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Comment Re:Prison Sentences (Score 1) 1127

Indeed - there's a few studies that show that excessive prison sentences don't act as a deterrent. Only increasing the likelihood you get caught does.

So criminals don't care whether they'd have to go to prison for 5 years instead of 2. However they do care if they feel that it's twice as likely to get caught than before.

But politicians actively go for the quick fix of increasing prison sentences, instead of improving the organisation and funding of the police and the courts.

Comment Re:Yep (Score 1) 900

I don't think the Gimp UI is perfect, but I don't particularly like the Photoshop UI either. However there's several features and functionality in Photoshop that GIMP could adopt (and I suspect they will soon). But I'm not sure a Photoshop clone (UI wise) is what they should be aiming for.

Comment Re:While UO is not Archetype based it keeps niche (Score 1) 40

You misunderstood me: you can pick two classes in the beginning, and later on, you can combine your primary class with _any_ secondary class. Also the system of attribute points means you can assign them to whatever skills you want - you get a certain number of points relative to your level, and then you just create specific builds for specific tasks. So one minute I can use a secondary healer build, and the next minute I can swap all my attribute points out and assign them to an offensive type magic for example.

The difficulty becomes combining a limited amount of skills you've unlocked (8 per build), and _NOT_ grinding for XP in a certain skill. The level is capped very low, because they want to avoid people needing to grind (everyone ends up quite quickly at lvl 20, the maximum). Anything that lets me avoid grinding for XP for a level or XP for a specific skill is a plus.

But I do see now that the UO system is different.

Comment Subscribtion kills it (Score 2, Interesting) 256

I think there just isn't a lot of room on the market for subscription-based games. I suspect most people will have a budget for one or so, and they will have invested quite a bit of time in it - so there's very little incentive to switch.

I think the Guild Wars model is much better: you pay for the game, you play for free. If you decide to stop for a few months, and pick it up later - no problem. If you decide you like the game and want access to more content, you buy the expansion packs.

Comment Re:Latency (Score 1) 125

Raw network latency would not be the only contributing factor to the overall latency. Just imagine the latency introduced by the audio and video encoding (their infrastructure) and decoding (the minimal hardware at home). Plus all the tricks they'll have to pull to scale their infrastructure, etc. I'd be surprised if they can pull it all off.

But who knows, maybe they really have some clever ideas; I'm genuinely curious as to how they'll try and tackle the technical issues.

Comment Re:HTML5, with canvas, is fantastic (Score 1) 500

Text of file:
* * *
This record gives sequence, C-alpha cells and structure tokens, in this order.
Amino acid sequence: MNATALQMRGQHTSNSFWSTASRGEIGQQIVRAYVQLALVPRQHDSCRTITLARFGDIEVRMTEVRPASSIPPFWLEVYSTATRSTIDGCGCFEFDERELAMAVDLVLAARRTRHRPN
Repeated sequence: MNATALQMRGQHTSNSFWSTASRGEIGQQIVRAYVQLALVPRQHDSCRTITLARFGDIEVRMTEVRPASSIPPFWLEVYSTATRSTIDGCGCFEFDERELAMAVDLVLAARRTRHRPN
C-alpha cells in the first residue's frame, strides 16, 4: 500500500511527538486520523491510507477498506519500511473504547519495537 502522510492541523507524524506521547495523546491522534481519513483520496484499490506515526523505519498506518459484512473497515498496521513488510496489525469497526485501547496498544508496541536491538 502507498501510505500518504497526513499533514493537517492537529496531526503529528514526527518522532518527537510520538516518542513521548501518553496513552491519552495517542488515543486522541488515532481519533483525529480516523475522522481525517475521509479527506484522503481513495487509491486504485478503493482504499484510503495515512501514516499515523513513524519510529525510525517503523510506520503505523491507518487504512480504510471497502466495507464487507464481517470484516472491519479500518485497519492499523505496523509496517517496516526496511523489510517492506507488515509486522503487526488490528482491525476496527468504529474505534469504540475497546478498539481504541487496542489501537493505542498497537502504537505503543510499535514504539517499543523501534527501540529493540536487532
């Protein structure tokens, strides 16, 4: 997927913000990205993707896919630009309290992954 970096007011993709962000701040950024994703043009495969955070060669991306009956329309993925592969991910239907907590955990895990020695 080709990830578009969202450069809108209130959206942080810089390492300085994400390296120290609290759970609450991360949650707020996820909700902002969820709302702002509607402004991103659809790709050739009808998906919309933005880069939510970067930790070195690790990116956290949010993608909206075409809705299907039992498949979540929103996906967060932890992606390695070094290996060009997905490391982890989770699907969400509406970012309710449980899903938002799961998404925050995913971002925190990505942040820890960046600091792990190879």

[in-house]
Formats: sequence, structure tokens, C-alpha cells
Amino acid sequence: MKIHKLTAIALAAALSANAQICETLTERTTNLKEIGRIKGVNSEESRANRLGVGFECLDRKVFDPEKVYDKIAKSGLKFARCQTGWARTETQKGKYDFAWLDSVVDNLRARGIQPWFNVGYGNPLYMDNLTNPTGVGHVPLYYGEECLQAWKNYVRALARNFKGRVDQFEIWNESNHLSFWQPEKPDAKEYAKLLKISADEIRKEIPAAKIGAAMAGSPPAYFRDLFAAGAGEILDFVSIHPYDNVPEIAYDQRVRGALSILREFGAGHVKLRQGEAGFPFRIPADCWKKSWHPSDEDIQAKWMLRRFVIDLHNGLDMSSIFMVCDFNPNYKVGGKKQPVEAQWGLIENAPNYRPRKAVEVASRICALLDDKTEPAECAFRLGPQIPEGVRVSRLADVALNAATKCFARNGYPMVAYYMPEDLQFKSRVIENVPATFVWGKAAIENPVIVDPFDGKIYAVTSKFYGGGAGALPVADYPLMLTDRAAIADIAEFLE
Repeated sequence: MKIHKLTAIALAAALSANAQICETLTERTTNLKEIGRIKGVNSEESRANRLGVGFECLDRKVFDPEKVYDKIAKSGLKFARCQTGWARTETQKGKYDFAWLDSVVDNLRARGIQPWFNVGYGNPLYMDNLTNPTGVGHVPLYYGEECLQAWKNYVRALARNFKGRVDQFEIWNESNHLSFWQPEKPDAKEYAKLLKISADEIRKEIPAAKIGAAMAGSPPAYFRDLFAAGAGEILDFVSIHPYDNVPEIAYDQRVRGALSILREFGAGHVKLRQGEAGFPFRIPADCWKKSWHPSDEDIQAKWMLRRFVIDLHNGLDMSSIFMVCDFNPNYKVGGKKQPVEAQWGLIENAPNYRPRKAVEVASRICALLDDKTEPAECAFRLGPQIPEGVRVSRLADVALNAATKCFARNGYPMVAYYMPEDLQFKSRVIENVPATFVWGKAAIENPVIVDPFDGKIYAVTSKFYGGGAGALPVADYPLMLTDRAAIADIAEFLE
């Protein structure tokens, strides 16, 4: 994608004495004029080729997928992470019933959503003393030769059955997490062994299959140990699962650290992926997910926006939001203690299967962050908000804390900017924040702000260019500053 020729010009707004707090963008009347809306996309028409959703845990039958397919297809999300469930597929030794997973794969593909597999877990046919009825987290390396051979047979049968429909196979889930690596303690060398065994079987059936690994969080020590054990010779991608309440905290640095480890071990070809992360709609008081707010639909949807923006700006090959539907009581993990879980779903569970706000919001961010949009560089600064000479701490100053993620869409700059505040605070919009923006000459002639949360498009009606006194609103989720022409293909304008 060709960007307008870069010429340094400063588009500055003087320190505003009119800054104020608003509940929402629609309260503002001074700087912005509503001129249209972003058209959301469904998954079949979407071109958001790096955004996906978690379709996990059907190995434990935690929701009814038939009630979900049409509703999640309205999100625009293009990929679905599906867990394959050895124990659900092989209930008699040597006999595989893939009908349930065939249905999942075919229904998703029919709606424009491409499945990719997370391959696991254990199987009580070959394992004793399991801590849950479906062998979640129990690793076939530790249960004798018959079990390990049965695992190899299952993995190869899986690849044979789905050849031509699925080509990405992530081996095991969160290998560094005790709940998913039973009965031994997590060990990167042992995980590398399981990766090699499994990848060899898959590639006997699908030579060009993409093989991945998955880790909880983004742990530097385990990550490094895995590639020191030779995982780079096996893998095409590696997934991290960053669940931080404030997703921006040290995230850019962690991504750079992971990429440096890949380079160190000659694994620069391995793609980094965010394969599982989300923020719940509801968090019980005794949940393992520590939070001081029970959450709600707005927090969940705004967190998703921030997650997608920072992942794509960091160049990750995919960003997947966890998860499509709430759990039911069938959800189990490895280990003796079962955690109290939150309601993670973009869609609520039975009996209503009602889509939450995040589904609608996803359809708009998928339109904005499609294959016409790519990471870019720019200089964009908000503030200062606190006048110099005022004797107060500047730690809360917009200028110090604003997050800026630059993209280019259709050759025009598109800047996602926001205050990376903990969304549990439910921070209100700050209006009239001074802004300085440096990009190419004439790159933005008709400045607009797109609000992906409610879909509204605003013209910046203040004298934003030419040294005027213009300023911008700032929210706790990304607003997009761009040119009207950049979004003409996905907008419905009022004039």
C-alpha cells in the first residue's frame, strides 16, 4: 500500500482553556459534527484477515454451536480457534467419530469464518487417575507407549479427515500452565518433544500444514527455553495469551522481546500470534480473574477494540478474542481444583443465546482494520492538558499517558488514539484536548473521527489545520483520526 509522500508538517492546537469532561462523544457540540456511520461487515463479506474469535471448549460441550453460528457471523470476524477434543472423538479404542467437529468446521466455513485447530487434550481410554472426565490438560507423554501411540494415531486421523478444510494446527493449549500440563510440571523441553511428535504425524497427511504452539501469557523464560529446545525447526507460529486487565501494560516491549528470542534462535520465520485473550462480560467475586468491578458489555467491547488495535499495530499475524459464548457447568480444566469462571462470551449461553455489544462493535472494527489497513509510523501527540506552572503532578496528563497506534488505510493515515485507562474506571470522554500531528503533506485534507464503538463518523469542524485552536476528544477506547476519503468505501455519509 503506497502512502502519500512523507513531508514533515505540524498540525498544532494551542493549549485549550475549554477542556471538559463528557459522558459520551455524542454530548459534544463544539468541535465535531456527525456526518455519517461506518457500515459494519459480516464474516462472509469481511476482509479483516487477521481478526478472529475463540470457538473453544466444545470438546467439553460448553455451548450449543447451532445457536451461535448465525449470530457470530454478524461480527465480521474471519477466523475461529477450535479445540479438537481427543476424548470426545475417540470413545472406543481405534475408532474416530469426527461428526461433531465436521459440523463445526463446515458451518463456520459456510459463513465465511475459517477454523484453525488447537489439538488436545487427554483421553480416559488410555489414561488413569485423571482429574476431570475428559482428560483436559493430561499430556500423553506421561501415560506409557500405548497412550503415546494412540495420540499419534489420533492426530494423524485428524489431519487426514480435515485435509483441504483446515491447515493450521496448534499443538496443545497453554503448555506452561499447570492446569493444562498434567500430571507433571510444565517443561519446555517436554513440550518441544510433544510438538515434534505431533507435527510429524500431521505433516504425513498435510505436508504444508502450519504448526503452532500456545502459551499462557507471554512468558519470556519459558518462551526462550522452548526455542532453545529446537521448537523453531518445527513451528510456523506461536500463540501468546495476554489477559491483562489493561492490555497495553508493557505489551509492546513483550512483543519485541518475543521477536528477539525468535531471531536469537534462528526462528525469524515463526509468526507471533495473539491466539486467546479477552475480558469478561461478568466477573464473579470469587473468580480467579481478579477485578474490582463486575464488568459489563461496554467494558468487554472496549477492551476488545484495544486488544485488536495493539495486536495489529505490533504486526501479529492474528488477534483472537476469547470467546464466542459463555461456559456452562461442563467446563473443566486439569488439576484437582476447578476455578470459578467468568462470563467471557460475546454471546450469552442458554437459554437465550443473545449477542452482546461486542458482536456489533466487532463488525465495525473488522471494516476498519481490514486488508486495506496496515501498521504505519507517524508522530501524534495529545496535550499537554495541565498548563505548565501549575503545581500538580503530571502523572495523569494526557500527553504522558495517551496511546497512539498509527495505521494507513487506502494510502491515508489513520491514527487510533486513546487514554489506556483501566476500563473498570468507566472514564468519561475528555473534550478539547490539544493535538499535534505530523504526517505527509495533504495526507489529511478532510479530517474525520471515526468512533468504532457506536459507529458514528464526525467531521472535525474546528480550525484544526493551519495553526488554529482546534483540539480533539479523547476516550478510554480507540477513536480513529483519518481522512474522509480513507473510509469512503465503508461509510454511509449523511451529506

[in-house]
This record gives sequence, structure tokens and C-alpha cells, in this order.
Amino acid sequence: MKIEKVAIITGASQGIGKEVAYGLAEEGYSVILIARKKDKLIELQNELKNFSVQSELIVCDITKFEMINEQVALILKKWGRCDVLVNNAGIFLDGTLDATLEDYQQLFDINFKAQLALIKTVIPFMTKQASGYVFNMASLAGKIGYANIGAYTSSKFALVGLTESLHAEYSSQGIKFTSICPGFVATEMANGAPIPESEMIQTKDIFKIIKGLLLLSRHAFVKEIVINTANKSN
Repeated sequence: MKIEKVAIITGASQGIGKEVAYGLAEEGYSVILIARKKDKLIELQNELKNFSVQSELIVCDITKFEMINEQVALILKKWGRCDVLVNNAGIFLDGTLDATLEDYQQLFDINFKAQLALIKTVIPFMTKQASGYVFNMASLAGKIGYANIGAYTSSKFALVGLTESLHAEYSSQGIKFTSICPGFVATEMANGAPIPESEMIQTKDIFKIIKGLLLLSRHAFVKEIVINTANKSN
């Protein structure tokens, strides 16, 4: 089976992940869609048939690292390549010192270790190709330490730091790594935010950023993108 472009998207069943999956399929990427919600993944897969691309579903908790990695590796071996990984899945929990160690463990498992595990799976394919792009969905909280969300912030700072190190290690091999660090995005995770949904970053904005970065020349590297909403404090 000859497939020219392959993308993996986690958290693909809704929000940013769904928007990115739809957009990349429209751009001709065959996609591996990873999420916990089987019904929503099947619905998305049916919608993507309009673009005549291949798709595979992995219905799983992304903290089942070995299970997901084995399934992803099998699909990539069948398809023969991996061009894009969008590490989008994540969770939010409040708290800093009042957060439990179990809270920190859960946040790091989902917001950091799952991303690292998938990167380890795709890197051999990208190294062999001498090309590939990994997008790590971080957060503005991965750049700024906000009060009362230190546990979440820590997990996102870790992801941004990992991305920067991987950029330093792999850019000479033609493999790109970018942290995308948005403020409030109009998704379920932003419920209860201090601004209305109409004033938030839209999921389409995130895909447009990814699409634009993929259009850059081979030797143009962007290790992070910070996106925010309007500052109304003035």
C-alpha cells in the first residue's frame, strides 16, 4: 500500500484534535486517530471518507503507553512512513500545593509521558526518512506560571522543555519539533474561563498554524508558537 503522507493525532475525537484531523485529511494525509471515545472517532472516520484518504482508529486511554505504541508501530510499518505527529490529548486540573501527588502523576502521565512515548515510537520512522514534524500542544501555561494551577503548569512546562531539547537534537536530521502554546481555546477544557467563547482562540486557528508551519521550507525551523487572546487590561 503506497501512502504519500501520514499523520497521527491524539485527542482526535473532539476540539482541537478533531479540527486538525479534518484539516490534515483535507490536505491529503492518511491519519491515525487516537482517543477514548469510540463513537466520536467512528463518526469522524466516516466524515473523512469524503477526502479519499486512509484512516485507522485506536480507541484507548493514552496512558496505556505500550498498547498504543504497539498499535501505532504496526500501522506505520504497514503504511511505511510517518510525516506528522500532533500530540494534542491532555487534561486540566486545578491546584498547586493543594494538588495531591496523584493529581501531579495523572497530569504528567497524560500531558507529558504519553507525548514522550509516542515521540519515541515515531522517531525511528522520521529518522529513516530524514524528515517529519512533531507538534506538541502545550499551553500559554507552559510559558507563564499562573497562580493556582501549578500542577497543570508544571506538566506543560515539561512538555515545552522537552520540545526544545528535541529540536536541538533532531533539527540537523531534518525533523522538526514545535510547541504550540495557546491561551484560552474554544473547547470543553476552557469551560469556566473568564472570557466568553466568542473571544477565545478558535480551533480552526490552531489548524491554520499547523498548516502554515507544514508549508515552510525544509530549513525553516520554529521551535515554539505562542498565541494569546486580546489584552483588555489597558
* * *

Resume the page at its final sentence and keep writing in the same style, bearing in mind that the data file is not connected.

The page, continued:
Yep I meant the latter ;) Let's just bypass everything IE and render with another engine like webkit (triggered by a content-type or meta tag or something). Would people notice?

If I look at my linux install, webkitgtk used by midori takes about 14M, while the flash 10 plugin takes around 10M.

The alternative is waiting until IE8 support can be dropped, around the time IE10 gets well established. I guess poor web developers have a long wait ahead of them still.

Comment Re:Problems..... (Score 1) 313

Theora could really take off if a Flash-based decoder could be made for it, so that no codec download was required, and any video site could use it transparently. But how much of the video decoding for Youtube is actually written in Flash, and how much is done by a H264 accelerator in the Flash virtual machine?

All of it is done by the VM. However these days AVM2 in the flash player is decent enough to have a complete bytecode based Vorbis decoder. It's most likely too slow for Theora though.

On the other hand, there's Cortado - a java applet able to play Theora. Good enough?

Comment Writing your own laws (Score 4, Insightful) 203

I think the fundamental issue is that the DMCA and DRM allows the "industry" to write their own laws.

With the DMCA and the anti-circumvention provisions, the restriction code has the power of law - circumventing it is illegal.

So they can ignore whatever fair use privilege we used to enjoy, because fair use privileges aren't guaranteed rights: if you can't make use of it for whatever reason - tough; they're not required to provide you with tools or systems to give you what you want, even if it could be legal.

So this all boils down to the fact that we've lost all fair use in copyright law (maybe not in theory, but definitely in practice), and as such, copyright has become completely unbalanced in favour of the copyright owners.

The tradeoff was: a temporary monopoly on distribution with some fair use exceptions, in return for a rich public domain later on.

Not only have we lost fair use, we've also lost the public domain part later on. Because the DRM on copyrighted works that end up in the public domain isn't going to magically disappear.

All we're left with is "a monopoly on distribution" - that's not what copyright was supposed to be.

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